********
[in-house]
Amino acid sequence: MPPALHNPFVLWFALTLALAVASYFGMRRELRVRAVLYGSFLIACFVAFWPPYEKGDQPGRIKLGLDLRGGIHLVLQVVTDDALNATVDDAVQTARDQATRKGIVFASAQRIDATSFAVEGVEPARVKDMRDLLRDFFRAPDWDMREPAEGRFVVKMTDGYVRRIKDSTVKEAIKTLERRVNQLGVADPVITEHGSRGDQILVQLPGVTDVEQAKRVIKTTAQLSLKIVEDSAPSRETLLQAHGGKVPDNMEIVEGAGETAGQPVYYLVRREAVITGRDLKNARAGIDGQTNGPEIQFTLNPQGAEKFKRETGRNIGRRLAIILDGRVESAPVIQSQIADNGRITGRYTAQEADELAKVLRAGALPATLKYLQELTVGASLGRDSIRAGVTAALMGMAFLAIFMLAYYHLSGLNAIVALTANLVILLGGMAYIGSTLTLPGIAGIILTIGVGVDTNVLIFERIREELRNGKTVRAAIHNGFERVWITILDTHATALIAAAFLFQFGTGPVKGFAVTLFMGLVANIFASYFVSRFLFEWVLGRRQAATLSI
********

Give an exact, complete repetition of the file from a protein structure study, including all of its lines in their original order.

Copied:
[in-house]
Amino acid sequence: MPPALHNPFVLWFALTLALAVASYFGMRRELRVRAVLYGSFLIACFVAFWPPYEKGDQPGRIKLGLDLRGGIHLVLQVVTDDALNATVDDAVQTARDQATRKGIVFASAQRIDATSFAVEGVEPARVKDMRDLLRDFFRAPDWDMREPAEGRFVVKMTDGYVRRIKDSTVKEAIKTLERRVNQLGVADPVITEHGSRGDQILVQLPGVTDVEQAKRVIKTTAQLSLKIVEDSAPSRETLLQAHGGKVPDNMEIVEGAGETAGQPVYYLVRREAVITGRDLKNARAGIDGQTNGPEIQFTLNPQGAEKFKRETGRNIGRRLAIILDGRVESAPVIQSQIADNGRITGRYTAQEADELAKVLRAGALPATLKYLQELTVGASLGRDSIRAGVTAALMGMAFLAIFMLAYYHLSGLNAIVALTANLVILLGGMAYIGSTLTLPGIAGIILTIGVGVDTNVLIFERIREELRNGKTVRAAIHNGFERVWITILDTHATALIAAAFLFQFGTGPVKGFAVTLFMGLVANIFASYFVSRFLFEWVLGRRQAATLSI